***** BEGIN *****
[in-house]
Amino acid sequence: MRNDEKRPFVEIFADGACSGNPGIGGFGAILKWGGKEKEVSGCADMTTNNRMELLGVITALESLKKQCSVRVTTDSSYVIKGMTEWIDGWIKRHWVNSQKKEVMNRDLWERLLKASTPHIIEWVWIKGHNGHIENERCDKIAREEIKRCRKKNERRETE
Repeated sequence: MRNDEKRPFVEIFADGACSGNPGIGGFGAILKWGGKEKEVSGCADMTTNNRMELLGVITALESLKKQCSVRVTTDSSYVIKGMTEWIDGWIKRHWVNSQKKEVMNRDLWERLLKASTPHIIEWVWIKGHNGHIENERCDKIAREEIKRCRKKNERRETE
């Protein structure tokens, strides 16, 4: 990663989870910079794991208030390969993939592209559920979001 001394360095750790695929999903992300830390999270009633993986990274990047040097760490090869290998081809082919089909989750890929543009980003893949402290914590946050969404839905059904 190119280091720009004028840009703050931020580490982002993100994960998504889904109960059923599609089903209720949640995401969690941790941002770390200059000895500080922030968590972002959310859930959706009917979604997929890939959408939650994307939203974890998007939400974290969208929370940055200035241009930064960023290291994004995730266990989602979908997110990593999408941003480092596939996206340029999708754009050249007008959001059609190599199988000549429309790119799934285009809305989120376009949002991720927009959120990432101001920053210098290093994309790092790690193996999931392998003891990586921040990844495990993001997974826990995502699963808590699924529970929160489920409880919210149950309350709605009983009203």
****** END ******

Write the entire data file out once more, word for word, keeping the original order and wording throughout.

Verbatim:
[in-house]
Amino acid sequence: MRNDEKRPFVEIFADGACSGNPGIGGFGAILKWGGKEKEVSGCADMTTNNRMELLGVITALESLKKQCSVRVTTDSSYVIKGMTEWIDGWIKRHWVNSQKKEVMNRDLWERLLKASTPHIIEWVWIKGHNGHIENERCDKIAREEIKRCRKKNERRETE
Repeated sequence: MRNDEKRPFVEIFADGACSGNPGIGGFGAILKWGGKEKEVSGCADMTTNNRMELLGVITALESLKKQCSVRVTTDSSYVIKGMTEWIDGWIKRHWVNSQKKEVMNRDLWERLLKASTPHIIEWVWIKGHNGHIENERCDKIAREEIKRCRKKNERRETE
């Protein structure tokens, strides 16, 4: 990663989870910079794991208030390969993939592209559920979001 001394360095750790695929999903992300830390999270009633993986990274990047040097760490090869290998081809082919089909989750890929543009980003893949402290914590946050969404839905059904 190119280091720009004028840009703050931020580490982002993100994960998504889904109960059923599609089903209720949640995401969690941790941002770390200059000895500080922030968590972002959310859930959706009917979604997929890939959408939650994307939203974890998007939400974290969208929370940055200035241009930064960023290291994004995730266990989602979908997110990593999408941003480092596939996206340029999708754009050249007008959001059609190599199988000549429309790119799934285009809305989120376009949002991720927009959120990432101001920053210098290093994309790092790690193996999931392998003891990586921040990844495990993001997974826990995502699963808590699924529970929160489920409880919210149950309350709605009983009203």